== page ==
Funny Famous Poems

There are many funny poems, below are some that have been written by famous Poets that will surely bring a smile to your face. While there is humor in these poems there are also positive messages in them.

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  1. Grown Up
    by Edgar A. Guest

    Last year he wanted building blocks,
    And picture books and toys,
    A saddle horse that gayly rocks,
    And games for little boys.
    But now he's big and all that stuff
    His whim no longer suits;
    He tells us that he's old enough
    To ask for rubber boots . . . .

    In "Grown  Up," Edgar A. Guest reflects on a child's changing desires. It starts with the child wanting simple toys and books but shows how these wishes evolve as the child grows. The poem captures the bittersweet feeling of watching a child grow up and the nostalgia for simpler times. Santa's visit symbolizes the child's transition into adolescence, and the poem conveys the universal theme of childhood innocence giving way to maturity.

  2. Unregenerate
    by Arthur Franklin Fuller

    The doctor sez my stummick,
    Has got plumb out o'fix,
    My liver has done wasted —
    Seeds jam my ap-pen-dix . . . .

    In the poem, "Unregenerate," Arthur Franklin Fuller humorously addresses health issues caused by overindulgence in berry pie. The poem starts with the doctor's diagnosis, describing various physical problems, and attributes them to an excess of berry pie consumption. The Poet reflects on human nature, noting the tendency to crave things that might not be the healthiest choices. The poem ultimately takes a lighthearted tone, suggesting that instead of tears and flowers at the end of life, friends should express their affection with berry pie. This playful and whimsical poem uses humor to comment on the simple pleasures and indulgences that make life enjoyable, even in the face of its challenges.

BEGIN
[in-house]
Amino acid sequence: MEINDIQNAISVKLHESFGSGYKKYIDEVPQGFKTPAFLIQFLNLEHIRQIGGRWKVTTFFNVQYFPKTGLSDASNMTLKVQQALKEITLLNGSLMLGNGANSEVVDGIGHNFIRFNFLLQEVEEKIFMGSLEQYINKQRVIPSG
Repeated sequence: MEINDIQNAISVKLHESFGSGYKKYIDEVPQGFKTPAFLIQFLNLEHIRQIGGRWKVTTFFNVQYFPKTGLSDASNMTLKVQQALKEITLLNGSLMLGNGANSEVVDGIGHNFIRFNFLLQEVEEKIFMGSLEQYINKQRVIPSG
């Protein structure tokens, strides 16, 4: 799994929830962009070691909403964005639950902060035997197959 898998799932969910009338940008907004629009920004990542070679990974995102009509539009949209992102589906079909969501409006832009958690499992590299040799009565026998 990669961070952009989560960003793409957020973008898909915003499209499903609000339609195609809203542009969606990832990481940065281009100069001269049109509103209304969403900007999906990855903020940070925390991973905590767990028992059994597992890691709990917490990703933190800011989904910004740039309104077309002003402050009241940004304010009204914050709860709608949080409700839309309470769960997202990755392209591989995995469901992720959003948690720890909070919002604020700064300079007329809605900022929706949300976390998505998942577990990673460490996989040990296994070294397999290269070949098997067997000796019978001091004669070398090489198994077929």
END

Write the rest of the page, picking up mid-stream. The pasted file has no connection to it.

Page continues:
3. Little Further
      by Berton Braley

    The reason I never can quit the road
    Is a reason that's plain and clear.
    It's because no matter where I may stop
    And whether it's far or near. . . .

    In the poem, "Little Further," the poet, Berton Braley expresses a deep sense of curiosity. The poem revolves around the idea that there is always something new to explore and discover. The poem captures the spirit of an adventurer who is compelled to keep moving forward in search of the unknown. It conveys the idea that as long as a person has the ability to see and a desire to learn, there will always be places and experiences waiting to be encountered. The poem celebrates the endless possibilities that come with exploration and the unquenchable thirst for knowledge that drives the Poet to continue moving forward, even into the great unknown.

  4. Learning To Write
      by Berton Braley

  5. My ink eraser's worn quite through
    From rubbing out mistakes
    Which, spite of all that I can do,
    My fool typewriter makes.
    For when I try to make an "a"
    (One has to write a few)
    In some quite dark and devious way
    I spell it with a "q."
    Qnd thqt, qs you cqn plqinly see,
    Is likely to embqrrqss me.  . . . .

    In "Learning To Write (Can You Translate?)" by Berton Braley, the poem humorously explores the challenges of using a typewriter and the mistakes that can occur while typing. The poem reflects the frustrations and humorous mishaps that can arise when dealing with a mechanical writing device. The Poet highlights how letters and symbols get mixed up, leading to unintended errors. The playful tone of the poem emphasizes the imperfections of technology and the often comical nature of human errors in writing. It reminds us that even when dealing with the newest inventions, mistakes are an unavoidable part of the learning process, adding a lighthearted perspective to the art of writing.

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